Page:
Jude Preliminary Remarks

Jude 1  •  6 min. read  •  grade level: 7
We are arrived at those days now of which the Epistle of Jude speaks. I might say further, for the Epistles of John, although they are put before this Epistle, imply from their own contents that they were after. The order of the books in the N.T., we know is entirely human, and, in fact, is not the same in all Bibles. In English ones it is, but abroad it is not so, and in the more ancient copies of the Scriptures there was another order, in some respects even less correct than that which we have; because these Epistles of Jude and John are put before the Epistles of Paul. I need not say that there was no divine wisdom in that. I only mention it for the purpose of emphasizing the absolute need of the guidance of the Holy Spirit. It is no matter what it is. The people in early days, it might have been thought, would have had a good sound judgment of how to arrange the books of Holy Scripture, but they hadn't. I am speaking now of what was long after the apostles, and we are still longer absent. But we have no disadvantage in this, and the reason is because the Holy Ghost that was given still abides. The ruin of the church doesn't affect that. It is a very solemn fact, and it does greatly bear upon the practical answer of the church to the glory of the Lord Jesus, and it makes not a small difference for the members of Christ. But the Lord provided for everything when He sent down the Holy Spirit; and He made known through the apostles that this was the sad history that awaited the church. It is the apostles who tell us what disasters were to flow in with a strong tide—nobody more so than the apostle Paul, who says, “I know that after my decease shall grievous wolves enter in among you, not sparing the flock.” Oh, what characters! What successors! Apostolic successors—there are none. The successors were to be grievous wolves and perverse men. Nevertheless, he commended the saints, none the less confidently, “to God and to the word of His grace.”
Well, we have that; and I don't think that the word of His grace has ever been so deeply enjoyed, as it is now, for many hundreds of years. But then, Who is it that enjoys the “word of His grace”? We cannot say that all the saints do. All saints ought to do. Can we say that all our dear brethren and sisters enjoy the word of His grace as it becomes them? I would to God it were so; and it is of all moment therefore that, knowing the need, we should be most earnest not merely about work—I allow that that has a great place for all true workers, and I admit that many can help the workers who are not exactly workers themselves—but, beloved friends, the first of all rights is that God should have His rights. That is forgotten, even by saints of God. The first-fruits belong to Him always, it doesn't matter what it is; and we are never right when it is merely love working outwardly. The first thing is that love should work upward. Is not God infinitely more to us than ten converts—as could be said to poor Naomi, who had lost her sons, “better to thee than seven sons?” Is not He worth more than a hundred thousand converts? What a poor thing it is, merely to be useful to other people and not to be growing ourselves in grace, and in the knowledge of our Lord Jesus Christ! How can this be done except by God and the word of His grace? How does God act now? By His Spirit. Time was when the great truth was God manifesting Himself by His Son. Well that abides; the word and Spirit of God abide forever. But now, the Holy Ghost is sent down from heaven. He is that divine Person with whom we have to do habitually, and we are either honoring Him, or failing to do so. The great test of honoring Him is that Christ becomes all. That was a truth that got greatly clouded even in apostolic days. It may be a very small comfort—it is a very solemn and saddening comfort too, if I may use such a conjunction of thoughts, but so it is when we think how everything tends to failure and towards decline, not excepting the testimony of God as committed to His children.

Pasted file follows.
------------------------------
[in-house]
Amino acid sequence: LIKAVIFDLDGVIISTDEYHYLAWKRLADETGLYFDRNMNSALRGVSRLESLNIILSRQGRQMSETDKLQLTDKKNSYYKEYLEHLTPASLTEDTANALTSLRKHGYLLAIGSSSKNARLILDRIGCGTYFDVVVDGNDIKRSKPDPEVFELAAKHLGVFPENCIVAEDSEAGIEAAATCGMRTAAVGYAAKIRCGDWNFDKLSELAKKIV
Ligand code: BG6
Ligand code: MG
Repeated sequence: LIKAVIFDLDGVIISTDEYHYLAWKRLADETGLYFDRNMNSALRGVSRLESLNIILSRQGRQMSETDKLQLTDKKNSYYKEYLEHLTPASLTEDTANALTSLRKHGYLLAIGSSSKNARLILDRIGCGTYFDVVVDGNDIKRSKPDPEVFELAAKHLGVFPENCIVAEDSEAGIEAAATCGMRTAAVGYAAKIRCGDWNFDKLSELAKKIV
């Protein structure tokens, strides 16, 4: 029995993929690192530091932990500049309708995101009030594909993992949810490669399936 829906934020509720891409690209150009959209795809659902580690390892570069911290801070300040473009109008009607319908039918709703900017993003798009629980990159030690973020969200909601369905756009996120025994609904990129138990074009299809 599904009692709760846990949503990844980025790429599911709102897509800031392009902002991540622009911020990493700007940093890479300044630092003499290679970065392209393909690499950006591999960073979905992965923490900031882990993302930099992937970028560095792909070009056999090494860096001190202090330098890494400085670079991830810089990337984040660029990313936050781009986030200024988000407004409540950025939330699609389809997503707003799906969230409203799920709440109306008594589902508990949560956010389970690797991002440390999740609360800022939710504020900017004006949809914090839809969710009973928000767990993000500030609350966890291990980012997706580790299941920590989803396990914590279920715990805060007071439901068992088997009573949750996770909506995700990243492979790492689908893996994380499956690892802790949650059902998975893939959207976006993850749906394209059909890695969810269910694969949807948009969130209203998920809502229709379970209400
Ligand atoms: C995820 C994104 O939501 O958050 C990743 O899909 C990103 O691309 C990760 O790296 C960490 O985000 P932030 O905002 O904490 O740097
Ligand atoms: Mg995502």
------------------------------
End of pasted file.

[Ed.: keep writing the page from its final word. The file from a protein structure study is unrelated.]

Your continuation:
It is a very solemn thing that the apostles had the very same experiences themselves.
The last of them had to face the fact, that the very best of the churches—that which had been the brightest—became the object of the Lord's warning, and the last of the churches of the Lord's threatening; a warning of what soon came to pass, and a threatening to be surely executed—to take away the candlestick of the one, and to spue the other out of His mouth (Rev. 2,
Now, is that meant to weaken confidence? It was revealed in order to enforce the need of dependence upon the Lord, to encourage us to look up from the earth and things that are here—not to give up. We are never free to give up anything that is of God. We are never at liberty to plead the state of ruin for carelessness as to any expression of God's will. The ruin of the church has nothing to do with weakening our responsibility. It brings in the necessity of greater watchfulness, of more prayer; and particularly the necessity of God and the word of His grace, for the difficulties are altogether above man. But are they above the Spirit of God?
Now, it is in this very spirit that Jude writes— “a servant of Jesus Christ.” For he does not appear to have been the apostle Jude. Most take it for granted that it was only an apostle wrote this or any Epistles. That is a mistake. Many of the apostles never wrote any inspired writing, and some that were not apostles wrote both Gospels and Epistles. It is a question of inspiration, a question of a particular work of God, which vessel the Holy Ghost would use. Out of the four who wrote the Gospels, two were apostles, and there were two that were not apostles; so with the Epistles, as it appears to me, for I should not wish to press a thing that is so very much doubted by many persons. But then it is well to remember that almost everything is doubted now-a-days.